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The Comprehensive Guide to Twitter for Real Estate

May 29 2013

twitterTwitter is a free social networking service that consists of short, text-based messages. These messages, called "tweets," can be no longer than 140 characters, are generally visible to the public and can contain links to websites or images. Twitter has over 200 million active users and is the third largest social network in the world. Around 25 million of these users reside in the US.

Twitter users "follow" other users in order to read their tweets. The tweets of the people you follow appear in your "feed," which is basically a long list of tweets in descending chronological order. Your feed will constantly update, bringing in new tweets from the people you follow. This stream never ends, so you generally won't see the tweets of users you follow unless you happen to be on Twitter when they are tweeting.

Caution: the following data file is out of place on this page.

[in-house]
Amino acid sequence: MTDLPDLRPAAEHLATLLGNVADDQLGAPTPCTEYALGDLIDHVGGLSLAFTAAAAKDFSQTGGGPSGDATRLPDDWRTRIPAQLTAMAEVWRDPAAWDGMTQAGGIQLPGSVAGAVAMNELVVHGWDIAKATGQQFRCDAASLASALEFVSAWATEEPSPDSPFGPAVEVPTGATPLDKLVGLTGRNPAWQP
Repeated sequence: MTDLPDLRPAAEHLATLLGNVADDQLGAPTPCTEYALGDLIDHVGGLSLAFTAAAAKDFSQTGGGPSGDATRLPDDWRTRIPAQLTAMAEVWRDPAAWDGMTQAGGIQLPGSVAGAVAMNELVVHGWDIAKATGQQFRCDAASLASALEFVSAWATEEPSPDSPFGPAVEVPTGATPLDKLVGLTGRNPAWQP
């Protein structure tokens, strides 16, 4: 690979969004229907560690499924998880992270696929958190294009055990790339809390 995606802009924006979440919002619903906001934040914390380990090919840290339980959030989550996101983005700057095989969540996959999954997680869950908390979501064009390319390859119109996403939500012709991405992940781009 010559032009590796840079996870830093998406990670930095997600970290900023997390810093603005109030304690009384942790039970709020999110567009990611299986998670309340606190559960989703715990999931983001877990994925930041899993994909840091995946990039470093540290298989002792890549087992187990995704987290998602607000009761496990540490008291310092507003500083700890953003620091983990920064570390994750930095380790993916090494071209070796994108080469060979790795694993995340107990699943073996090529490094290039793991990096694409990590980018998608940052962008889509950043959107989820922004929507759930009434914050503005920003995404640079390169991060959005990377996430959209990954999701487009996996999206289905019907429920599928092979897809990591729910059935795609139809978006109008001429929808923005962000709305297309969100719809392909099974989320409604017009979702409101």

While it's true that many tweets are meaningless, poorly spelled drivel, millions of businesses and professionals use Twitter to share their expertise and interact with each other and consumers. Twitter gives its users the unprecedented ability to instantaneously broadcast short, easily-digestible messages – for free – to tens of millions of people around the world. RealEstate.com, for example, uses its Twitter account to announce important site updates, promote blog posts, share information about the real estate market and interact with real estate professionals (among other things).

While social media experts generally agree that you should limit the number of times you post on your Facebook page, there is no downside to tweeting around the clock – as long as the content of the tweets is valuable, of course.

Create a Twitter Account